Even under good weather conditions, the placement of a trap into a bed or cavity in the ground can impair proper operation of the trap. During the closing of the trap jaws, the movement of various trap parts such as the springs and the spring levers has a tendency to lift the trap off the ground. Such upward movement of the trap is advantageous in that it can cause the jaws to engage a higher region of the animal's leg, and thus reduce the probability of the animal freeing itself. However, the upward springing of the trap is hindered by bedding it directly in the ground, with the result that there is little upward movement of a sprung trap, if any, when it is bedded in the ground.
Various animal traps, which have been designed specifically for recessed placement within the earth, are provided with an integral frame whereby the working parts of the trap do not come into contact with the earth. U.S. Pat. No. 1,889,351 teaches a trap, the working parts of which are located within a semi-spherical housing. A housing having such a shape is said to turn or pivot under the influence of a trapped animal, thus reducing the possibility of the animal inflicting injury upon itself. U.S. Pat. No. 2,506,834 teaches a trap having a rectangular frame which is open at its top and bottom. The trap housings of both of these patents are buried when set so that rain or freezing weather can cause the surrounding earth to adhere to the housing. If the housing adheres strongly enough to the earth, there is a possibility that the animal can use leverage from its three free legs to pull itself free. Also, if the trap housing is securely retained within the earth, the trap will lose the ability to spring upwardly when snapped. As mentioned previously, this can prevent the jaws from gripping a higher region of the animal's leg.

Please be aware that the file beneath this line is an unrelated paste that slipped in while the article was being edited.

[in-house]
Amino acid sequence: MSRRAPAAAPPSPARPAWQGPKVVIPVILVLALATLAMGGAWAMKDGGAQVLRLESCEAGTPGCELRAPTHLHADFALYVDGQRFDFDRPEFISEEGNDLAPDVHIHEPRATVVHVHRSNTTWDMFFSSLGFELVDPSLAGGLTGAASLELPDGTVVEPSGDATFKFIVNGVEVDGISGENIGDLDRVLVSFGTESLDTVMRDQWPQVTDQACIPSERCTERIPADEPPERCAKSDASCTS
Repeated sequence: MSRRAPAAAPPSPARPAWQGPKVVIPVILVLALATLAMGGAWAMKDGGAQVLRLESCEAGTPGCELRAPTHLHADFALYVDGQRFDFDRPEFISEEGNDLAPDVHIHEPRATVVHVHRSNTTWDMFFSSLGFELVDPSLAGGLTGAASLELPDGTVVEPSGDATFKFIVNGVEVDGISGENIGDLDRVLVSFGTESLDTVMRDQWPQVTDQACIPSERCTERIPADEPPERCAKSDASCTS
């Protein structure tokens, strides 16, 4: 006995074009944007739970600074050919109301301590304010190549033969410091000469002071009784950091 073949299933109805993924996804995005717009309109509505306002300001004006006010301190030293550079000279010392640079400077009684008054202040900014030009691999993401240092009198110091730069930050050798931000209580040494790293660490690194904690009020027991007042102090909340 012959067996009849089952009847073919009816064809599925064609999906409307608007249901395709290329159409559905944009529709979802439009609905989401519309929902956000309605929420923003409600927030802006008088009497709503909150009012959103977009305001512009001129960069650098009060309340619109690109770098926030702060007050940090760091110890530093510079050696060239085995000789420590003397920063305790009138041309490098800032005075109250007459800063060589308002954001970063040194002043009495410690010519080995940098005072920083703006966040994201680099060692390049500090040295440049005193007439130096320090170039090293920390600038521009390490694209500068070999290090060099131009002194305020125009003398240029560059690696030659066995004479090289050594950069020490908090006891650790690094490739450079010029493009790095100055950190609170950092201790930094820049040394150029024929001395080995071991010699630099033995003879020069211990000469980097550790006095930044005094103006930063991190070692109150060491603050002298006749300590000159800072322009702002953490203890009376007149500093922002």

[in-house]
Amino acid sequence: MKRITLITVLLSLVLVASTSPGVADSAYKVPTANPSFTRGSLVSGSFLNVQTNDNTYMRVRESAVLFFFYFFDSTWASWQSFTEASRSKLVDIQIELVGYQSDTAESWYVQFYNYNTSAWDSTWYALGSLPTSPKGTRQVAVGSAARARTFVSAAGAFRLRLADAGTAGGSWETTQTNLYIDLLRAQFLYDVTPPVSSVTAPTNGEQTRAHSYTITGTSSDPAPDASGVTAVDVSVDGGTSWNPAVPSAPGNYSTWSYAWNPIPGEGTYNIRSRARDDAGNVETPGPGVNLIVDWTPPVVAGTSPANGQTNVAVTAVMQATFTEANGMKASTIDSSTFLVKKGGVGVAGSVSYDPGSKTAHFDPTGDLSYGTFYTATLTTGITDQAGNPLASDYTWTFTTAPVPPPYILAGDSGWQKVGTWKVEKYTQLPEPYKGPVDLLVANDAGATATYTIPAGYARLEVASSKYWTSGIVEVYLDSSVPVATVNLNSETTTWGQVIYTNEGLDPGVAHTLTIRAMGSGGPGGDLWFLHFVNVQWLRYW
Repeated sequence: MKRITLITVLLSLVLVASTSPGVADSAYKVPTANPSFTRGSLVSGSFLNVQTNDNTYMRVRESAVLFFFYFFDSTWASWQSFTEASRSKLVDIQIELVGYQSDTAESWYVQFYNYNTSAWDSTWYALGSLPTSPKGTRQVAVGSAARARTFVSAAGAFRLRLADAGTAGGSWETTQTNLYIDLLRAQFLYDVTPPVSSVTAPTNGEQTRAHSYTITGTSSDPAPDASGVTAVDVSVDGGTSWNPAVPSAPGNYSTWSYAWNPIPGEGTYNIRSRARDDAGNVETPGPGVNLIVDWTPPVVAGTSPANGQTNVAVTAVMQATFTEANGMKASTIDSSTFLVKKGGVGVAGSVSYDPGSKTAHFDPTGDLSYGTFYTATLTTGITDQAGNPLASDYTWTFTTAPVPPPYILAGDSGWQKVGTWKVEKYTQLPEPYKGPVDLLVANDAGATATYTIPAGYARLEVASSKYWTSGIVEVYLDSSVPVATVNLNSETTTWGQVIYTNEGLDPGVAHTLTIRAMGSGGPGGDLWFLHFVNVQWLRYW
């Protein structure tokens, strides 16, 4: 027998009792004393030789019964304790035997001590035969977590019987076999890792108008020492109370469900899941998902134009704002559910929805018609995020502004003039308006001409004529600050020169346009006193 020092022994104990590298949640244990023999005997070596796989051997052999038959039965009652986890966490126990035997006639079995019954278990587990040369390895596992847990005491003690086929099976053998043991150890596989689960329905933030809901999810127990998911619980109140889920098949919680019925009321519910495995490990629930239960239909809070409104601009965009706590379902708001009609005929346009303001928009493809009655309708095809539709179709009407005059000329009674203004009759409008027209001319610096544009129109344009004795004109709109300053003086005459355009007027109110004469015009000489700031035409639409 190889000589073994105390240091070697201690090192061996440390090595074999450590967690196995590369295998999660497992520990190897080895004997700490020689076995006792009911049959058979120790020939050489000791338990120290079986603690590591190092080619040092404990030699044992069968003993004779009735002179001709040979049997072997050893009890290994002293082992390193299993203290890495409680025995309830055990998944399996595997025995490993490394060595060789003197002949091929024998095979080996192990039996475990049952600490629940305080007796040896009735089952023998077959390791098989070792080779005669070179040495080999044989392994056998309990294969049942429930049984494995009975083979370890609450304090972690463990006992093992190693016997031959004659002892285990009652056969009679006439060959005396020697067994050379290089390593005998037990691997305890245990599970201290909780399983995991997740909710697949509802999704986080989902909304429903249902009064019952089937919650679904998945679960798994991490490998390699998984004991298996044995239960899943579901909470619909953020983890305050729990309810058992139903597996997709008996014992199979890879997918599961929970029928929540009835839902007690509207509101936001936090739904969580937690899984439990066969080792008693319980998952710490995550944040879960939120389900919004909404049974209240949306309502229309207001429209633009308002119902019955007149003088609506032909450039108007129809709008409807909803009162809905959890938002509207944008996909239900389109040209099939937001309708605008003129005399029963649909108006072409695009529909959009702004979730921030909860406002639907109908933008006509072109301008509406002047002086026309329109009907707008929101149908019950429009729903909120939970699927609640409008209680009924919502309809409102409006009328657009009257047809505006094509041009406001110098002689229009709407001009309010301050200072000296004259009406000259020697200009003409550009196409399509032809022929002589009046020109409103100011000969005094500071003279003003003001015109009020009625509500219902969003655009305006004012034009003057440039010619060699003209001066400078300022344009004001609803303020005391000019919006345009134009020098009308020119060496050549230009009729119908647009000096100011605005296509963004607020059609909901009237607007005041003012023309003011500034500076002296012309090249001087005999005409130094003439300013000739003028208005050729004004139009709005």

It is therefore an object of the present invention to provide an animal trap accessory which facilitates the setting of traps and the remaking of previously set traps that have become disturbed by rain. Another object is to provide a device which, when employed in conjunction with a conventional animal trap, enables the trap to spring upwardly a greater distance when snapped.